Source: www.streetphotographylondon.co.uk

The 10 commandments of Lightroom black and white conversions |
Digital Camera World

Lightroom makes the process of converting a colour image to black and white a two-second job, but it’s deceptively easy. Good black and white conversion is not just about losing the colour; not all images work so well in black and white, and a cack-handed conversion sticks out like a sore thumb. Here’s a quick rundown of 10 essential considerations when you are mulling monochrome…

Source: www.digitalcameraworld.com
 


Fujinon XF Lenses

Do you love my work and want to support me? If you’re planning on buying camera gear, you can check out above-noted links. Prices remain the same for you, but a small percentage of your purchase value is valued back to me. Thank you!


 

My Black’n’White settings for FujiFilm Cameras | Daniel Eliasson

The FujiFilm X100s is a great camera for street photography. Small enough to always carry with you, but competent enough to produce great black’n’white photos straight out of the camera. The predefined BnW film simulations in the camera are a bit dull. The photos will be very tame with low contrast. I really like deep black’n’white photos. The darkest parts should be black and the white should be crisp but not blown out. To achieve this I usually modify the standard settings a bit. Note that if you shoot in RAW, the Monochrome settings will be lost. Set the camera to shoot JPEG or both RAW + JPEG to use the photos straight out of the camera……..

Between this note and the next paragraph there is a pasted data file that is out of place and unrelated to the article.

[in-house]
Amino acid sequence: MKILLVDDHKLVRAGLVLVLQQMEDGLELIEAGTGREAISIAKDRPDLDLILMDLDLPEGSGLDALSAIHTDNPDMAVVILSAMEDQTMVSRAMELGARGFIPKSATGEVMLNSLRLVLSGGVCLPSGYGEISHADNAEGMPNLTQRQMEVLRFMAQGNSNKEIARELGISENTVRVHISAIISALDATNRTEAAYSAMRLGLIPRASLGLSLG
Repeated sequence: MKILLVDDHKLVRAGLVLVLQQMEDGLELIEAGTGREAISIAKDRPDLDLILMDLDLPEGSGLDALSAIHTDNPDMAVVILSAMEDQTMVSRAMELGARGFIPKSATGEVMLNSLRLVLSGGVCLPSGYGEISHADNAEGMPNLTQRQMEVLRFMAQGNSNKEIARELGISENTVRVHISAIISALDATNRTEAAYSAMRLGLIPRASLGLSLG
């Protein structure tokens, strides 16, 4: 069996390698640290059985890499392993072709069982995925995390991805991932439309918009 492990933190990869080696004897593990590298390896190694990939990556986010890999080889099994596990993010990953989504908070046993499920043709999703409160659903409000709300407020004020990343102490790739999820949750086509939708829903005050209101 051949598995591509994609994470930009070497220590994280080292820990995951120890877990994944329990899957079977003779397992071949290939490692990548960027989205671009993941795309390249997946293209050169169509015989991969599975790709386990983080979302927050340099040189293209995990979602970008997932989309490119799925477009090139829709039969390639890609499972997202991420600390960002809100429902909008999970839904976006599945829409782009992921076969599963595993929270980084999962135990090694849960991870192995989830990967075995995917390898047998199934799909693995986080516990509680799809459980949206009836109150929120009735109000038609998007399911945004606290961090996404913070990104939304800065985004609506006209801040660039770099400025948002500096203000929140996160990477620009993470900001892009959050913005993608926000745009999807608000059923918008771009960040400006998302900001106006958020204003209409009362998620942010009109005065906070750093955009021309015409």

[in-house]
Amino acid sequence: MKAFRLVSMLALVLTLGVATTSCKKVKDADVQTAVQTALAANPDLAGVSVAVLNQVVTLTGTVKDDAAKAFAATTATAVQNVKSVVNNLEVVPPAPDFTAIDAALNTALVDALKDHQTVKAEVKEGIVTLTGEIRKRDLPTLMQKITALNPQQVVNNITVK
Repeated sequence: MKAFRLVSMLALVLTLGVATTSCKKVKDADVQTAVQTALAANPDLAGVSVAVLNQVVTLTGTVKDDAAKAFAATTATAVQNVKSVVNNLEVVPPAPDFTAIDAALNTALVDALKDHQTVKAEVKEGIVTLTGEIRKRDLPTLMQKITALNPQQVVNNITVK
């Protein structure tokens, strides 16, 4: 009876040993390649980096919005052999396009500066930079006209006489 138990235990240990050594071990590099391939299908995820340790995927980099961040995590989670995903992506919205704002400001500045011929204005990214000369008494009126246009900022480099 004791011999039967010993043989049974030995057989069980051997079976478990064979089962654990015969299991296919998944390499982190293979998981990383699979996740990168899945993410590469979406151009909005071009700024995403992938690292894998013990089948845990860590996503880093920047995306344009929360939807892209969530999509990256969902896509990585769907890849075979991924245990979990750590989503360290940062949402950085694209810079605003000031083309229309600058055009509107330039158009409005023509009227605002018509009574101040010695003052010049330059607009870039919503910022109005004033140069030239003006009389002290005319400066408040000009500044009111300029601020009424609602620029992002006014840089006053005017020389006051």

Source: www.streetpeople.se
 


Fuji X100S

Do you love my work and want to support me? If you’re planning on buying camera gear, you can check out above-noted links. Prices remain the same for you, but a small percentage of your purchase value is valued back to me. Thank you!


 

Black and White photography post processing techniques in the
digital age | Joel Tjintjelaar

People familiar with my black and white post processing workflow may conclude that the technique I utilise for black and white post processing isn’t that advanced and are merely tricks to obtain a visual effect. It’s just partly true, yes, the techniques aren’t very advanced at all but no, they’re not just tricks to obtain a specific visual effect. The method I developed for myself, called iterative selective gradient masking 2.0 (iSGM2.0) and use in practice, originate from the fundamental notion that I can’t and won’t let myself be restricted in my artistic expressions by what is seemingly possible with the tools everyone knows for black and white photography post processing: Photoshop, Lightroom and plug-ins like Silver Efex Pro 2 and Topaz to name just a few……..

Source: www.bwvision.com

Street Photography Colour / Black and White | Matthew Hart

have been Shooting Street for a very long time now, right from as far back as I can remember so well over 40 years, it’s always been a part of me to shoot people as a subject, but when I shoot it has to be candid. True Street as I have always understood it, will not interfere with the dynamic in the street, and this is the Street Photography I love.  I know the point where you press the shutter to being spotted and getting a reaction or creating a reaction, is a very fine line involving fractions of a seconded, and find this point very well discussed in the street world. Street portraits are on the rise but I stopped asking a for portraits years back,  I do ask for the odd one or two if the subject is very exciting but hardly every post the images…..